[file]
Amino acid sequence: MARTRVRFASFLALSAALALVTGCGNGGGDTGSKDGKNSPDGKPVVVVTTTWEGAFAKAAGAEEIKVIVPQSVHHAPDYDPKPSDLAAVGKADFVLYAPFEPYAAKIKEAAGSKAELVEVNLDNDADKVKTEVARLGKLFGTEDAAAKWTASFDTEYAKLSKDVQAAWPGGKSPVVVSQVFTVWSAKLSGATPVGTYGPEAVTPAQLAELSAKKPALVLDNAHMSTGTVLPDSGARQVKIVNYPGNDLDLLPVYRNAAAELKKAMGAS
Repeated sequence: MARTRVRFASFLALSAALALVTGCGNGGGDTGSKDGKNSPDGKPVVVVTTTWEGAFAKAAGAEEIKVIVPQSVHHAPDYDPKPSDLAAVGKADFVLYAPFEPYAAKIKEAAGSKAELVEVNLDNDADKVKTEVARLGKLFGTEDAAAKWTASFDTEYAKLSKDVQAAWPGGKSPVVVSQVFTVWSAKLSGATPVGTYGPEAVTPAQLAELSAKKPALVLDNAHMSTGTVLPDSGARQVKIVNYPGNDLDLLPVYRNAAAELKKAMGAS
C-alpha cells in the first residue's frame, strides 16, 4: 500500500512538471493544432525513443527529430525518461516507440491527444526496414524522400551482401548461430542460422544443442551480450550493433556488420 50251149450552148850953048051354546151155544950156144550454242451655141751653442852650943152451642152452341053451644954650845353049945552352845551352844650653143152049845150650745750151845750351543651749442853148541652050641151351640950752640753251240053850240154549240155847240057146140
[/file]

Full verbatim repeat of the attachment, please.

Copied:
Amino acid sequence: MARTRVRFASFLALSAALALVTGCGNGGGDTGSKDGKNSPDGKPVVVVTTTWEGAFAKAAGAEEIKVIVPQSVHHAPDYDPKPSDLAAVGKADFVLYAPFEPYAAKIKEAAGSKAELVEVNLDNDADKVKTEVARLGKLFGTEDAAAKWTASFDTEYAKLSKDVQAAWPGGKSPVVVSQVFTVWSAKLSGATPVGTYGPEAVTPAQLAELSAKKPALVLDNAHMSTGTVLPDSGARQVKIVNYPGNDLDLLPVYRNAAAELKKAMGAS
Repeated sequence: MARTRVRFASFLALSAALALVTGCGNGGGDTGSKDGKNSPDGKPVVVVTTTWEGAFAKAAGAEEIKVIVPQSVHHAPDYDPKPSDLAAVGKADFVLYAPFEPYAAKIKEAAGSKAELVEVNLDNDADKVKTEVARLGKLFGTEDAAAKWTASFDTEYAKLSKDVQAAWPGGKSPVVVSQVFTVWSAKLSGATPVGTYGPEAVTPAQLAELSAKKPALVLDNAHMSTGTVLPDSGARQVKIVNYPGNDLDLLPVYRNAAAELKKAMGAS
C-alpha cells in the first residue's frame, strides 16, 4: 500500500512538471493544432525513443527529430525518461516507440491527444526496414524522400551482401548461430542460422544443442551480450550493433556488420 50251149450552148850953048051354546151155544950156144550454242451655141751653442852650943152451642152452341053451644954650845353049945552352845551352844650653143152049845150650745750151845750351543651749442853148541652050641151351640950752640753251240053850240154549240155847240057146140